Most readers of these periodic food defense articles are familiar with activities associated with the design and implementation of a Food Defense Plan (FDP) that complies with the requirements of FDA 21 CFR 121, Mitigation Strategies to Protect Food Against Intentional Adulteration (IA rule). The rule is aimed at preventing intentional adulteration from acts intended to cause wide-scale harm to public health, including acts of terrorism targeting the food supply. Many of your facilities are, or soon will be, operating in compliance with provisions under this regulation. It’s useful to revisit the role of required monitoring.
Food Defense Plan Basics
Food defense monitoring is defined by the FDA as follows: “To conduct a planned sequence of observations or measurements to assess whether mitigation strategies are operating as intended.” Food defense monitoring procedures must be performed at sufficient frequency and include keeping records, as appropriate, to the mitigation strategy’s nature and management component and its role in the facility’s food defense system. (See 21 CFR 121.140)
Food defense monitoring is conducted by appropriately trained food defense individuals who can assess whether mitigation strategies are operating as intended (21 CFR 121.3) and with adequate frequency (21 CFR 121.140(b)). Food defense monitoring is just one of three mitigation strategies management components. The other two are food defense corrective actions and food defense verification.
Regulations require your facility to apply appropriate mitigation strategies management components by considering the nature of the strategy and its role in your facility’s food defense system to ensure its proper implementation. (21 CFR 121.138). As purposely written into the rule, your facility has the flexibility to identify and implement food defense monitoring procedures that are appropriate for your own unique operating environment. Your facility must first determine if it has Actionable Process Steps (APS), which are points steps or procedures in a food process where significant vulnerabilities exist, at which mitigation strategies can be applied, and that the strategies are essential to significantly minimize or prevent the significant vulnerability. If there are no APSes, then your facility wouldn’t need to establish mitigation strategies.
Some aspects of food defense monitoring are similar to the food safety monitoring requirement as part of the Preventive Controls for Human Foods (21 CFR Part 117) rule (and Preventive Controls for Animal Foods 21 CFR Part 507). For example, each preventive control is monitored as appropriate to the nature of the preventive control and its role in the facility’s food safety system. The same requirement applies to the Food Safety Modernization Act IA rule.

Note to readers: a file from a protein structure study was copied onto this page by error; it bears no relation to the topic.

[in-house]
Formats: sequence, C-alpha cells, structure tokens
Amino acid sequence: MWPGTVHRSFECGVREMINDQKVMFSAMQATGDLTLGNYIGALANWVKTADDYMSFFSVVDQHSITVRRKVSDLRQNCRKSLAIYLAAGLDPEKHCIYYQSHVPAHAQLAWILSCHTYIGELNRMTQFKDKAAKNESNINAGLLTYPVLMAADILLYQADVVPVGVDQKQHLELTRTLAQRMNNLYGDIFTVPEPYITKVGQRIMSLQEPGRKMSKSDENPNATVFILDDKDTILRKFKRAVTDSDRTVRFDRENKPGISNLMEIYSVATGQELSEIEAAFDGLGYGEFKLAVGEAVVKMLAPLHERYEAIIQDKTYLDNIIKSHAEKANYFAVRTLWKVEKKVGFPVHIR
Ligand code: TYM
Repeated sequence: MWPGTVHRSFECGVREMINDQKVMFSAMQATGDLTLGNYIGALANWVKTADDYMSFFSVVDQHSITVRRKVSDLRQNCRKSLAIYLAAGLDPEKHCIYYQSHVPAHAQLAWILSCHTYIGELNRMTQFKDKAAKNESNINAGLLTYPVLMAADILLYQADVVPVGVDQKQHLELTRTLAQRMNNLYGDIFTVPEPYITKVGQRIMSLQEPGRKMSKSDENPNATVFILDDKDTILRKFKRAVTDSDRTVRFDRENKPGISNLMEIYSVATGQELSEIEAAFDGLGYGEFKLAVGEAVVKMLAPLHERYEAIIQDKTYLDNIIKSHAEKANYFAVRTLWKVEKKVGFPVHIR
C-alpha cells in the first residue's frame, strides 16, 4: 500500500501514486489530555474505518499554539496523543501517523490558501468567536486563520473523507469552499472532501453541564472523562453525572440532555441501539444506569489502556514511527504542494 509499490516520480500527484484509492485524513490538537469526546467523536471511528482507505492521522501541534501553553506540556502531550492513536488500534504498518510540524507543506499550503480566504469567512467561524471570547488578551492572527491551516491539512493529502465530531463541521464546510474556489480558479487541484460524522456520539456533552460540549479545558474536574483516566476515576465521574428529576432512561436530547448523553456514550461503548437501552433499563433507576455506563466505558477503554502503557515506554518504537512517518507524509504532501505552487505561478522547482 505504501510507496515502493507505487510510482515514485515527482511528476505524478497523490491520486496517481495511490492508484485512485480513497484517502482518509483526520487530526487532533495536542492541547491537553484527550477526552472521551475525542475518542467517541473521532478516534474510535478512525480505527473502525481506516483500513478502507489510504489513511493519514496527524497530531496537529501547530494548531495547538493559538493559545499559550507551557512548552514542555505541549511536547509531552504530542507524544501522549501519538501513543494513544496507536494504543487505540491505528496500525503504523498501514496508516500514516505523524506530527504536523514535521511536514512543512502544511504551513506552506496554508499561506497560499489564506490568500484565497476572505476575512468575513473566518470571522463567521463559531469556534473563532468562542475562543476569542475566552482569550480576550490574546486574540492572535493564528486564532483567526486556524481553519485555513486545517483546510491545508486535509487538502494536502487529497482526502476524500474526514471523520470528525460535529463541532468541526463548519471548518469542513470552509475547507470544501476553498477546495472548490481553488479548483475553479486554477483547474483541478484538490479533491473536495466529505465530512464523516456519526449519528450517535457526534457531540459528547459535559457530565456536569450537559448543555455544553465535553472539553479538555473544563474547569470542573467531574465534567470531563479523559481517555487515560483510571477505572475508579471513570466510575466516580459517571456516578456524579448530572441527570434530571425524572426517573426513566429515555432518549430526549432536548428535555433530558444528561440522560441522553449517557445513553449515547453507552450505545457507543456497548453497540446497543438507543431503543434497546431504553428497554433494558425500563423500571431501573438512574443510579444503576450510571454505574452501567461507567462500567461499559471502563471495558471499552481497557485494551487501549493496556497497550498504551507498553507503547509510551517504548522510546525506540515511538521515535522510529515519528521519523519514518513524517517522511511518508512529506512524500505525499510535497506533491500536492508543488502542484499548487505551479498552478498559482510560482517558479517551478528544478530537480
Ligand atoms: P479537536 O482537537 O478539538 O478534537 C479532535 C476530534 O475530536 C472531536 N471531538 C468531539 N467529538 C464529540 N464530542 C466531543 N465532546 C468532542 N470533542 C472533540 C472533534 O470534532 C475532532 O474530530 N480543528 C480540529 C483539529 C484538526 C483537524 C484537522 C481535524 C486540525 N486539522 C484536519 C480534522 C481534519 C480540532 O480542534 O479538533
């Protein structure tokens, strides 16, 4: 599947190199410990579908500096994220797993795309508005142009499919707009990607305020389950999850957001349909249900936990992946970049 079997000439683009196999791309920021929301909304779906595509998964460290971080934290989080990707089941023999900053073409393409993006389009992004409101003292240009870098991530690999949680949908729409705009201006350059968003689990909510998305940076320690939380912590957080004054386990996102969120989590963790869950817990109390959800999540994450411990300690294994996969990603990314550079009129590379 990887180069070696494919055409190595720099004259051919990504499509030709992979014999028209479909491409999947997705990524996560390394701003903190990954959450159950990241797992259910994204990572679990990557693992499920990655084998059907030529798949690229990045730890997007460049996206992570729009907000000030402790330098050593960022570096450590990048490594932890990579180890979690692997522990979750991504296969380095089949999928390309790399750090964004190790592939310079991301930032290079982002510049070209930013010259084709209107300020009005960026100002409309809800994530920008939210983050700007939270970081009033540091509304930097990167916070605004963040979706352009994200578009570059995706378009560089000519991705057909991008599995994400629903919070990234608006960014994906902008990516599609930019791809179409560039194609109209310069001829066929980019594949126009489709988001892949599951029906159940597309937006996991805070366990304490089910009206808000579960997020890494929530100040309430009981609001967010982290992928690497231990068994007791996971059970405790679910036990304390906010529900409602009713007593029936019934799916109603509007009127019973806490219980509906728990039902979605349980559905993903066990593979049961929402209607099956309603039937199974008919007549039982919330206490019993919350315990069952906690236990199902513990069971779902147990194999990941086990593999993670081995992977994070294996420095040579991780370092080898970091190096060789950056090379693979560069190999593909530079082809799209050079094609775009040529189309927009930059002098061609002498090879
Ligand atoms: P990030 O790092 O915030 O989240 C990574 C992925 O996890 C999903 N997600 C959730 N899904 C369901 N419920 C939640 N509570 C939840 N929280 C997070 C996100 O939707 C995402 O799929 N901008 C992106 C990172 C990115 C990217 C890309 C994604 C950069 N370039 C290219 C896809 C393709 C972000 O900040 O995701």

Food safety monitoring is more likely than food defense monitoring to document that the minimum or maximum values for parameters have been met. With food safety hazard control, monitoring is frequently assigned as a continuous process. Food defense monitoring, in comparison, often occurs less frequently. Monitoring can be continuous, or periodic, and monitoring intervals can frequently change. For example, mitigation monitoring activity frequency will be heightened when there are access points to production areas that contain APSes and where there’s no continuous mitigation monitoring system available, such as in the use of continuous surveillance CCTV.
As with the design, implementation and monitoring of a Food Safety Plan or FDP is no less important. However, monitoring procedures, the frequency of monitoring, and who’s assigned to conduct the monitoring may be different. In some cases, the same employee may monitor both food safety hazard control and food defense mitigation strategies in areas they are familiar with and stationed at. Also, a food facility experiences normal changes in physical facility, equipment design and installation layout, changes in personnel, and changes in food ingredient and packaging materials involved in production around APSes. As these changes occur, so might the vulnerabilities and their assigned mitigation strategies, which may not remain effective. Monitoring can determine if an FDP needs to address the effectiveness of implemented mitigation.